(RNS) Each time I publicly speak about President Franklin D. Roosevelt and Rabbi Stephen S. Wise, the leader of the American Jewish community during the 1930s and 1940s, there is a heated, sometimes angry debate among audience members that can be summed up in just four words: “Roosevelt and the Jews.”
FDR’s critics say the leader of the world’s most powerful country failed to use his extraordinary political capital to take lifesaving executive actions that would have countered, perhaps even prevented, the Nazis’ mass murder of more than 6 million Jews.
Roosevelt’s detractors claim that behind his jaunty demeanor, broad smile and omnipresent cigarette holder was a “closet anti-Semite” who failed to open wide the gates of entry for Jewish refugees who desperately sought to escape the Nazi killing machine in Europe.
And there is always this counterargument: FDR, after his election in 1932, faced the devastating Great Depression, strong anti-immigrant feeling and a virulent anti-Semitism fueled by Catholic priest Charles Coughlin’s obscene weekly radio broadcasts and the anti-Jewish speeches of aviator hero Charles Lindbergh.
This side further argues that beginning in 1941, Roosevelt, as commander in chief, successfully led a vast global military campaign that defeated not only Nazism, but fascism and Japanese militarism as well.
FDR supporters claim that during the late 1930s he carefully and skillfully prepared America for the war against totalitarianism through a series of adroit actions that included a peacetime military draft and a “lend-lease” program that militarily strengthened a beleaguered Great Britain.
There is little shared ground between these two polar positions regarding our nation’s 32nd president, who was elected four times and died in April 1945, a month before the defeat of Hitler’s “Thousand-Year Reich.”
At the epicenter of this intense debate is the controversial Wise-FDR relationship. The two leaders were New Yorkers, politically astute, superb orators, Ivy League graduates and charismatic larger-than-life figures with millions of devoted followers.
In their 13 face-to-face meetings, Wise constantly urged the president to save human lives by overriding the 1924 immigration law that severely restricted the number of Jewish refugees who could enter the U.S. In addition, Wise sought a full-throated presidential commitment to the establishment of a Jewish state in the biblical land of Israel.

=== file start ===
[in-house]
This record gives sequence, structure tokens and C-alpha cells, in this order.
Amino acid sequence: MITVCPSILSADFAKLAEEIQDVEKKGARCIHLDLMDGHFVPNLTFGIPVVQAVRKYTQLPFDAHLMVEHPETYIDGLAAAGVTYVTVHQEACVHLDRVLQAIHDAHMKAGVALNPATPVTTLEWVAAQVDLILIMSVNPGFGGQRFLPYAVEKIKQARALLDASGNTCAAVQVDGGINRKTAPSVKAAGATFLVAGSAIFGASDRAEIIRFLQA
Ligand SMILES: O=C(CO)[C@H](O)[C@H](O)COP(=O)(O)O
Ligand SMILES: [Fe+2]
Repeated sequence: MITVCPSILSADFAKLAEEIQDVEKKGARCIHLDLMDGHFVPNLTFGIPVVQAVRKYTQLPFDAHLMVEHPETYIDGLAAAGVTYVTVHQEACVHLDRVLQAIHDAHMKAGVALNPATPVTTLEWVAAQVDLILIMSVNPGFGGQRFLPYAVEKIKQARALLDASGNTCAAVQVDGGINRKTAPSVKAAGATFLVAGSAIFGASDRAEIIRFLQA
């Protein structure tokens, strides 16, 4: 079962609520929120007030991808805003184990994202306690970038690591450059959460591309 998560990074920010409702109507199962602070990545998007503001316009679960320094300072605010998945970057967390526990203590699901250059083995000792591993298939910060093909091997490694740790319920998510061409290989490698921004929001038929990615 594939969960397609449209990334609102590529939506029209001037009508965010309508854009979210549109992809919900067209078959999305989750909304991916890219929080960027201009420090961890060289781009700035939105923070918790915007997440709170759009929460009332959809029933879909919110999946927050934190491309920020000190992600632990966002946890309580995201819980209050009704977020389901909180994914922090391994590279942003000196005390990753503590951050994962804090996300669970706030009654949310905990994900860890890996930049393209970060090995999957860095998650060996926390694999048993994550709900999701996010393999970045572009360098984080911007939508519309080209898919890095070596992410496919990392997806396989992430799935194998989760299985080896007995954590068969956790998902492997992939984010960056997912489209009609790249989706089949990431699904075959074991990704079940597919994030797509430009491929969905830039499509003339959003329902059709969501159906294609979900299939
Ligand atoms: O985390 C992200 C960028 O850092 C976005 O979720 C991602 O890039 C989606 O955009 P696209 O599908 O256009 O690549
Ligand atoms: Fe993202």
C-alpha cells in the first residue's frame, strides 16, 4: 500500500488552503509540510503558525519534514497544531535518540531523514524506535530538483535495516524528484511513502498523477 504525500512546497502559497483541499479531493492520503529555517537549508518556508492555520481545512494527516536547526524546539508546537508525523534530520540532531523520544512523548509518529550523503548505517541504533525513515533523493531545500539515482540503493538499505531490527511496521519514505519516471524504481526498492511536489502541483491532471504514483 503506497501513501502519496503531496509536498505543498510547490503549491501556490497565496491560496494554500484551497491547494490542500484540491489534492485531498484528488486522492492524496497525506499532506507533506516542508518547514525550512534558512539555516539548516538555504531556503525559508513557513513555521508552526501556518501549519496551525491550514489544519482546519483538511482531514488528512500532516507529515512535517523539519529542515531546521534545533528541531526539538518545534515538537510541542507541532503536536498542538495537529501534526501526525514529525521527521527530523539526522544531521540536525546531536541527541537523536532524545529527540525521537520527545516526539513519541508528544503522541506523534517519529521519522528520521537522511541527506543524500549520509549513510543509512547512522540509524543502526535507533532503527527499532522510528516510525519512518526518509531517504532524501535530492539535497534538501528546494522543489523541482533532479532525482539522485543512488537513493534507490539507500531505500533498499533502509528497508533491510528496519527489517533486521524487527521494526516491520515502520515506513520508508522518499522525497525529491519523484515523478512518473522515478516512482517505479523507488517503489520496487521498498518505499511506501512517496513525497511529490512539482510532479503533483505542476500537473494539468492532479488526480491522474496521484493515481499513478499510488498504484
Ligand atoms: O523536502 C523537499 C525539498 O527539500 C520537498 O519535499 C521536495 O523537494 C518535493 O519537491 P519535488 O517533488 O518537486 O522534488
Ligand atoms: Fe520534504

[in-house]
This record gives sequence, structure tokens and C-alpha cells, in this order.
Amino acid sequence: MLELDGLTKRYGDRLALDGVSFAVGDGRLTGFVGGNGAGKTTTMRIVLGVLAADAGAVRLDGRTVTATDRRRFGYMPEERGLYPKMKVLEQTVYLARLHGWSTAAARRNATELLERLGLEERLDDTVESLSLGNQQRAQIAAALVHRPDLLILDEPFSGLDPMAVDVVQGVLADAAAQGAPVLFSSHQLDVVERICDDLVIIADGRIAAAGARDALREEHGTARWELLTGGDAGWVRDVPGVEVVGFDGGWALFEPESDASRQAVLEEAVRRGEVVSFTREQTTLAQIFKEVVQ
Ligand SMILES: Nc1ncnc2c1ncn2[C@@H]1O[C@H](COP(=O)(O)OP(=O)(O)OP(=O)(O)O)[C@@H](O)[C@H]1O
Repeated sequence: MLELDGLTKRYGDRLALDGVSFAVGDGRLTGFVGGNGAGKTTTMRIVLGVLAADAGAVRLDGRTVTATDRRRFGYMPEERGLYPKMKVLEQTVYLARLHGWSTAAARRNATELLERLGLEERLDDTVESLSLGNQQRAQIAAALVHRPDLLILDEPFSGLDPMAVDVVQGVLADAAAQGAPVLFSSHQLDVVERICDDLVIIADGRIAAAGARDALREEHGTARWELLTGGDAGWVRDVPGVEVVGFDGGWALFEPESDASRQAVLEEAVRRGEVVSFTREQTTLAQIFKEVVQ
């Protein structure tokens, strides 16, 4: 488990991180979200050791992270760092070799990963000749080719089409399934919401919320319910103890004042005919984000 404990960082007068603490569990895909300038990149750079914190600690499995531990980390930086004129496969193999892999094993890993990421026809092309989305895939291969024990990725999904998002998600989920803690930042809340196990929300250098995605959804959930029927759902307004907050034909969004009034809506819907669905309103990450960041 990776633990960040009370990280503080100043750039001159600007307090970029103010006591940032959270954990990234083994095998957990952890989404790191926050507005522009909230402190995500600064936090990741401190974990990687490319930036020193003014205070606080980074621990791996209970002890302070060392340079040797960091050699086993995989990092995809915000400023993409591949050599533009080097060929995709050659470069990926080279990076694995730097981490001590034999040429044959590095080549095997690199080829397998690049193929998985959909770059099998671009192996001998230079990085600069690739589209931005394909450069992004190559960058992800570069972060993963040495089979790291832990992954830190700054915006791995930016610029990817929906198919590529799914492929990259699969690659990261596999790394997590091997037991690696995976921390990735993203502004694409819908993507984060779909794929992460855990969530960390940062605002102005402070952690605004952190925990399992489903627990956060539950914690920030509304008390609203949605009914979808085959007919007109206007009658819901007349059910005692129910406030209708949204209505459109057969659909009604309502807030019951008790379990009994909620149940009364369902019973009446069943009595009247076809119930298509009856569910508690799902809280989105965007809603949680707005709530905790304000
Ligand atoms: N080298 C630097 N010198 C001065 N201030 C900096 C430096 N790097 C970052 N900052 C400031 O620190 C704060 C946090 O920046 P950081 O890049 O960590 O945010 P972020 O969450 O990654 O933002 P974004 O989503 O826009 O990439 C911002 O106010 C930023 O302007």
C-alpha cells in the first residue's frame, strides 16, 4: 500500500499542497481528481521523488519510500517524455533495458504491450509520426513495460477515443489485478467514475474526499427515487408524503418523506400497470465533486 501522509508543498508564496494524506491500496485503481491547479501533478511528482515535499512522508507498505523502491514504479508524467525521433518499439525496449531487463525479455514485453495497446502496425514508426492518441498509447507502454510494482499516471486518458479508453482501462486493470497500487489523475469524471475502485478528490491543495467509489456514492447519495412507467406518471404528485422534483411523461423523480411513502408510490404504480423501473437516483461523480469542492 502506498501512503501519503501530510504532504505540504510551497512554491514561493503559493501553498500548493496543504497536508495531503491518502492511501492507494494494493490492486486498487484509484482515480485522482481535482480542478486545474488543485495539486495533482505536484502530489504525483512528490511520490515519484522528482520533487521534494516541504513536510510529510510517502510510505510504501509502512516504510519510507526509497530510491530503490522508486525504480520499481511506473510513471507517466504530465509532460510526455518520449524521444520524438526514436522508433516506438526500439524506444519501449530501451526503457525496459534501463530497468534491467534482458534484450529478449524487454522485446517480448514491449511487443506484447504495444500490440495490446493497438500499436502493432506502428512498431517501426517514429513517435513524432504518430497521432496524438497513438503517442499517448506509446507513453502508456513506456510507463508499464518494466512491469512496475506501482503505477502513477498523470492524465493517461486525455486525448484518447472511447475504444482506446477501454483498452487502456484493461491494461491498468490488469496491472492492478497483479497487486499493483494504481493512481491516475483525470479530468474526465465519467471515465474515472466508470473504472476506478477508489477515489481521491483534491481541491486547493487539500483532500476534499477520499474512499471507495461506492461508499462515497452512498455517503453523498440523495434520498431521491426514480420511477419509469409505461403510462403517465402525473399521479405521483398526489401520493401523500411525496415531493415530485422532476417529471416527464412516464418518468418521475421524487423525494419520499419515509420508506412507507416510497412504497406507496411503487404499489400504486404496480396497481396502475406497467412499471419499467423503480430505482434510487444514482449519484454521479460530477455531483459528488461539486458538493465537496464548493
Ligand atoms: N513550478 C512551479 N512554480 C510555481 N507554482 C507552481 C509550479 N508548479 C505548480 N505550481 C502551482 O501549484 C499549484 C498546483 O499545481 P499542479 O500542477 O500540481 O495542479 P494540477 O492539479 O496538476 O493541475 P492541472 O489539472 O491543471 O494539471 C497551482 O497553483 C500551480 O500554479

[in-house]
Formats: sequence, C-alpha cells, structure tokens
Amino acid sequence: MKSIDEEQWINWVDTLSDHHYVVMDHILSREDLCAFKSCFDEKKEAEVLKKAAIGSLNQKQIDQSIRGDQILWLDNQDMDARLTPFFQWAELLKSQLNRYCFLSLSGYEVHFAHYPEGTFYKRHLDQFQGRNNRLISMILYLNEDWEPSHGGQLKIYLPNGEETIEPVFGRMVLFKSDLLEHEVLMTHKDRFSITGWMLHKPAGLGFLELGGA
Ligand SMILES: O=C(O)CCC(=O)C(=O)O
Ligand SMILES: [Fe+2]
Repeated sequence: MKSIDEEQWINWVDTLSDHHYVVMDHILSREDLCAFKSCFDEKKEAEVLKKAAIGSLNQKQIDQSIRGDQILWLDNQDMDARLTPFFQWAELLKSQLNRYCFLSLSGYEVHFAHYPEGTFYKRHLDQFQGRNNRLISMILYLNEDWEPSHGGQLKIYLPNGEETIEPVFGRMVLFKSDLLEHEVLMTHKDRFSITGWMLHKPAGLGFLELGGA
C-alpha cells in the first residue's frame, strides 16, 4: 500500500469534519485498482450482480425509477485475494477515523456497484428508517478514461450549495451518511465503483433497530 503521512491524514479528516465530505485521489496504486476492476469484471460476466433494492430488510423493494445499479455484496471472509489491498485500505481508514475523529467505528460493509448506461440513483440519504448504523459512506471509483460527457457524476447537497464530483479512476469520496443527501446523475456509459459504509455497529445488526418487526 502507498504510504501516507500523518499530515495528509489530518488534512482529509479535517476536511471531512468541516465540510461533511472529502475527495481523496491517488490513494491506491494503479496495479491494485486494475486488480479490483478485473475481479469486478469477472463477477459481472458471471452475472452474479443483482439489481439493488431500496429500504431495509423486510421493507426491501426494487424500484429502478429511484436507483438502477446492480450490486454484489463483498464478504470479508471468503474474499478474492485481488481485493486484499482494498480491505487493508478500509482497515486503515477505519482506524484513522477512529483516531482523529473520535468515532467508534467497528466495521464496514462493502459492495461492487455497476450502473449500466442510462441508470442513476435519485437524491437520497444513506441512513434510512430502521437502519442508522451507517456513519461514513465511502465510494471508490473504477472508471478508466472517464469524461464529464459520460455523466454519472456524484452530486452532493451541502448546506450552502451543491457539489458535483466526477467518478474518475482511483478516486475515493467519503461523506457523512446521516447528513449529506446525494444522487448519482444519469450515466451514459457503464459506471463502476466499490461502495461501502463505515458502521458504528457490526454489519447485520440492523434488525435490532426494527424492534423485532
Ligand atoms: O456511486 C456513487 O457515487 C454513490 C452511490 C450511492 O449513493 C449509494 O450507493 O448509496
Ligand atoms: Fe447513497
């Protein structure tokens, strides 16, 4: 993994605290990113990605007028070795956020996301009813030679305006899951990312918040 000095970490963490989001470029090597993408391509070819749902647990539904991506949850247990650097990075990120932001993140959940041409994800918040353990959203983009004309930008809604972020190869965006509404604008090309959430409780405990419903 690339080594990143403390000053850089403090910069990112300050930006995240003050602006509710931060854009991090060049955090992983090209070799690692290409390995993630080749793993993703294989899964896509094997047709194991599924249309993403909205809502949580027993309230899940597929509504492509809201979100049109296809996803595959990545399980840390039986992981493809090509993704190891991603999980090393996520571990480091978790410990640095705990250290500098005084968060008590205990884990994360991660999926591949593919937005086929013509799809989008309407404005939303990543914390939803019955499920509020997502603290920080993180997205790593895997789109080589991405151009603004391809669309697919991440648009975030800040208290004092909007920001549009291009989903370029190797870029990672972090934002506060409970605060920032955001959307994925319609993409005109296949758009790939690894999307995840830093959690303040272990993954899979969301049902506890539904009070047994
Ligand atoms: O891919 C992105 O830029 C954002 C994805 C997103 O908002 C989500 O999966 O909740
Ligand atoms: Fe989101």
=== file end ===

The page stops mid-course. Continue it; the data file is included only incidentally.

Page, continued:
The rabbi did not achieve either goal. At a 1943 White House dinner, FDR asked Wise’s daughter, who was a guest of the president, to convey his “affectionate regards” to her famous father.
Wise was not impressed. He lamented: “If only he would do something for my people.”
But Wise, like FDR, is not immune to criticism.
In 2008, speaking as president of the Hebrew Union College-Jewish Institute of Religion, Rabbi David Ellenson said: “In the 1930s, it was Wise who led the rallies against Hitler, so why did he fail so horribly in the 1940s?” Ellenson’s answer was that Wise had an “absolute and complete love” for FDR, and that “helped blind him” to the need for more activism.
Ellenson was echoing an ancient Jewish teaching that warns: “Be careful with the leaders of government, for they befriend a person only for their own needs. They appear to be friends when it is beneficial to them, but they do not stand by a person at the time of his distress.”
Could another American Jewish leader have been more successful in persuading FDR to abandon his rigid position on rescuing Jews and gain the president’s unequivocal support for a Jewish state?
We will never know. That turbulent era and the issues Wise faced in his encounters with FDR are now history.
But even when we recognize the hostility and obstacles that Wise faced in those terrible years, I cannot understand his lack of courage and his inability to transcend, even sacrifice, his coveted solo leadership position for a larger goal: the need to save human lives.
Wise was unable or unwilling to accept the reality that no one leader is indispensable or has a monopoly on wisdom, courage and strength.
To whom much is given, much is expected. Because the Jewish people gave Wise their precious trust and love, they had the right to expect much more from him. Did they receive that kind of selfless leadership from Stephen Wise during their darkest moment in history? The answer is no.
(Rabbi A. James Rudin is the American Jewish Committee’s senior interreligious adviser and the author of “Pillar of Fire: A Biography of Rabbi Stephen S. Wise,” published by Texas Tech University Press. He can be reached at jamesrudin.com)